Romance fraud losses up 95% in three years
The total amount lost to this type of scam for the first half of 2020 was £8.5m but in the same period in 2022, it nearly doubled to £16.6m.
There were more than 7,000 victims of romance fraud during 2020, 2021 and the first half of 2022, while 64 cases a week are recorded.
Over this time period, a total of £65m was taken by criminals carrying out these scams, according to data from UK Finance.
Facebook and Instagram the main offenders
The average time between the first and last payment being made in a romance scam is 53 days, according to research from TSB.
In 60% of cases recorded by the bank, scammers demand financial help for bills either with specific reasons, such as needing medical help or home improvements, or with requests for money to help them “get by”.
One in six (21%) claim they are stuck abroad with no way to get home and 8% ask for money to book a trip for their victim, which never happens.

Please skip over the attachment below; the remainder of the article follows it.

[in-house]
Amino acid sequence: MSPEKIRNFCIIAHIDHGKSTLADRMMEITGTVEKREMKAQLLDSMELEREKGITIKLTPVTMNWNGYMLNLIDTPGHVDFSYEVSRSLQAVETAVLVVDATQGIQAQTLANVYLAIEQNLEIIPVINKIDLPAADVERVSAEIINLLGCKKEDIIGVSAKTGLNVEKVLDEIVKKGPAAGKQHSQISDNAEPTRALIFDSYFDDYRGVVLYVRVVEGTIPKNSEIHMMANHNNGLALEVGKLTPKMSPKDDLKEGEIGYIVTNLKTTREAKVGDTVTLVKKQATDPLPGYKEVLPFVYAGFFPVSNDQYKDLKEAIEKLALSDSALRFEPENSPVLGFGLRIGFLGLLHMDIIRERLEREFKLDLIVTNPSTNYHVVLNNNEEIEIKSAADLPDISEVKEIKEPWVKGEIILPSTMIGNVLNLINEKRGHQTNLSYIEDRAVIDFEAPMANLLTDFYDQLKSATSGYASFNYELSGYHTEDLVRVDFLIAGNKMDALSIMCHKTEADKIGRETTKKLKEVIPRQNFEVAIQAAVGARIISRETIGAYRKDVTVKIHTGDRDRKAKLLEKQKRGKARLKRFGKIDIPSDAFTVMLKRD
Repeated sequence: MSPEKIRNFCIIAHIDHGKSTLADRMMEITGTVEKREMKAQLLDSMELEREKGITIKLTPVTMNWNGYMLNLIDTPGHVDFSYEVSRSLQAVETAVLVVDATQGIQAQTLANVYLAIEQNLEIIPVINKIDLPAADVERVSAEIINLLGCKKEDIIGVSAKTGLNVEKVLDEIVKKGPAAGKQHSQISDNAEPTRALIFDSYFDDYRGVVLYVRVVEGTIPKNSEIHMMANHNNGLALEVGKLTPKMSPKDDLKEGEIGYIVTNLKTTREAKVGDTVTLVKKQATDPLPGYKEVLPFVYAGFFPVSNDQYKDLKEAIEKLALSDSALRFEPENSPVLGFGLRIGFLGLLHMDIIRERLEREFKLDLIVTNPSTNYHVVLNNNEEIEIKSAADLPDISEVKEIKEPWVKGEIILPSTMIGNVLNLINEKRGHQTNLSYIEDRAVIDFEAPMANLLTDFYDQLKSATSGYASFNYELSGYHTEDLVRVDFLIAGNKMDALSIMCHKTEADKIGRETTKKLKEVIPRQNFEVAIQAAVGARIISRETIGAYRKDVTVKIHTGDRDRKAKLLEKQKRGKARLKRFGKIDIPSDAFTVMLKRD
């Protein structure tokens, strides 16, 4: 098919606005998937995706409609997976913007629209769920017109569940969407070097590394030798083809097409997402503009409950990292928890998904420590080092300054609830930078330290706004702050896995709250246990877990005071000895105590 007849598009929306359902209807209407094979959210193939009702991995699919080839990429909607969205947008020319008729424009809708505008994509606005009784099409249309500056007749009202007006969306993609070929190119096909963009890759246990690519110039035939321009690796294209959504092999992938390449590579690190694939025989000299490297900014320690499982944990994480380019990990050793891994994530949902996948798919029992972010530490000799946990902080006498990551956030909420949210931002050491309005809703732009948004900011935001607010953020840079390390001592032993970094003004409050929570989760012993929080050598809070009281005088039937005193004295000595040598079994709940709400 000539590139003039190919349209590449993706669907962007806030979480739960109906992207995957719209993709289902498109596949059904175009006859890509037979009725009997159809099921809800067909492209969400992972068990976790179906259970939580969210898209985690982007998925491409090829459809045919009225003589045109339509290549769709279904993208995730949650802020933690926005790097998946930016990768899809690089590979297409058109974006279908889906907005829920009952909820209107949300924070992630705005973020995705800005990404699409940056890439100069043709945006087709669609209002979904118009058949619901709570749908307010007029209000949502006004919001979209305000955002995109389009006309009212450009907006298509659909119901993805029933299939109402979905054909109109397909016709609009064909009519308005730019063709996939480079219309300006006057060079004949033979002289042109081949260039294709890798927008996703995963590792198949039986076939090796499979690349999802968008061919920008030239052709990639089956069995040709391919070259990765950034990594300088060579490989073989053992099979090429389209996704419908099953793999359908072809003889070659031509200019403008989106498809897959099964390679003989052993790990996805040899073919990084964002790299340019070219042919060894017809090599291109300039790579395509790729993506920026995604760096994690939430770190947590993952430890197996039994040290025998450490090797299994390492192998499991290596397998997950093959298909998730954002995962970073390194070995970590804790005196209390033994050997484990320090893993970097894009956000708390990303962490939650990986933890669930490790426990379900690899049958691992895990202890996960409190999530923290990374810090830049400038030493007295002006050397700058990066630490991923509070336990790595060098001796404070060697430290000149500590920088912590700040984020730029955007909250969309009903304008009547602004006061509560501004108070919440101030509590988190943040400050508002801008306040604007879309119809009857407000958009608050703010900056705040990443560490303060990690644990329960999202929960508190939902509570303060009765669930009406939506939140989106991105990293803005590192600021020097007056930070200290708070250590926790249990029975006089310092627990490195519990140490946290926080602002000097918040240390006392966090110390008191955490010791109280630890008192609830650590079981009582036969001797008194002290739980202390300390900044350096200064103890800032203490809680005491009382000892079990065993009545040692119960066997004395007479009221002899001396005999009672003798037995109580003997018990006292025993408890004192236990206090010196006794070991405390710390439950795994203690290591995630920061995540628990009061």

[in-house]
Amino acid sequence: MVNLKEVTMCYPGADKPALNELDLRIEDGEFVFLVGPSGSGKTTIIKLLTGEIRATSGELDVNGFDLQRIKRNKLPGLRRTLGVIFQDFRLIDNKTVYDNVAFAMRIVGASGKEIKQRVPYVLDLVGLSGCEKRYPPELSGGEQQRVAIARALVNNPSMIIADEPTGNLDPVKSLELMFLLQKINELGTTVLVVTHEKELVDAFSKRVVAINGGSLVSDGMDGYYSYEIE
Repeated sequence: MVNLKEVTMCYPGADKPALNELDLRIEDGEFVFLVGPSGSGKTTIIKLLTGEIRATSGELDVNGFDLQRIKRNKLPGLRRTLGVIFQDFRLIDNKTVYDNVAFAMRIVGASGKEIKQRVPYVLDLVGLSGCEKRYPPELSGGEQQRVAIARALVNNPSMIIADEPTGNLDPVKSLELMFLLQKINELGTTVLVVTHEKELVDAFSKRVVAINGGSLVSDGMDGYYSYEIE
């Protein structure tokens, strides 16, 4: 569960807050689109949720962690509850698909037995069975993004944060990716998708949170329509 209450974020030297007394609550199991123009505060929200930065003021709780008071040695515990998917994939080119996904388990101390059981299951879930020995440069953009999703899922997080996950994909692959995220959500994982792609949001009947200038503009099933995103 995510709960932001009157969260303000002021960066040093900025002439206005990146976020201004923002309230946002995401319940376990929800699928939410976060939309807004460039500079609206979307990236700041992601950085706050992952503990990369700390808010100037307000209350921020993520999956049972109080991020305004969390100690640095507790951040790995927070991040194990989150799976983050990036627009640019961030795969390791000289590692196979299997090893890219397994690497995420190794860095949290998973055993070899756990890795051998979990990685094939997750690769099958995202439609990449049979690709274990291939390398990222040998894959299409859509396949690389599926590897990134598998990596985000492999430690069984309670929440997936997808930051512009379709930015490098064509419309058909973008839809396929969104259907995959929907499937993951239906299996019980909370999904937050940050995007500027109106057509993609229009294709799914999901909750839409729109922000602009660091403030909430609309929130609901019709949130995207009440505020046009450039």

One in 20 (4%) of cases have seen victims blackmailed, as fraudsters threaten to share personal information or explicit images.
The bank is urging people to remain vigilant and said Facebook and Instagram are two of the easiest places for scammers to create fake profiles. It also said it had seen cases on Match, Plenty of Fish, Snapchat, Grindr and Tinder.
Victims aged between 51 and 65 spending the most
The cases recorded of these scams is relatively even across all age groups, yet the bank said the money spent by those aged 51 – 65 accounted for 46% of all financial losses. Those aged over 65 accounted for 26% of the money sent to criminals.
By comparison, those aged 18 – 35 and 36 – 50 accounted for 14% and 13% of losses respectively.
Almost £17m was lost by all banking customers in the first half of 2022, according to UK finance, with an average of £10,000 per case.
At TSB, 4% of all fraud losses come from romance scams. It also said it’s seen cases where victims take out loans for fraudsters.
Paul Davis, director of fraud prevention at TSB, said: “The best way of beating romance scammers is by talking to friends and family about the relationships you’re in – if you’re ever asked to send money then it’s time to stop.
“Social media and tech firms also need to step up to better protect those seeking relationships on their platforms.”
Earlier this year TSB warned that a quarter of scam victims may not be refunded under new rules proposed by the Payment Systems Regulator (PSR) which would see a £100 loss threshold set for claims.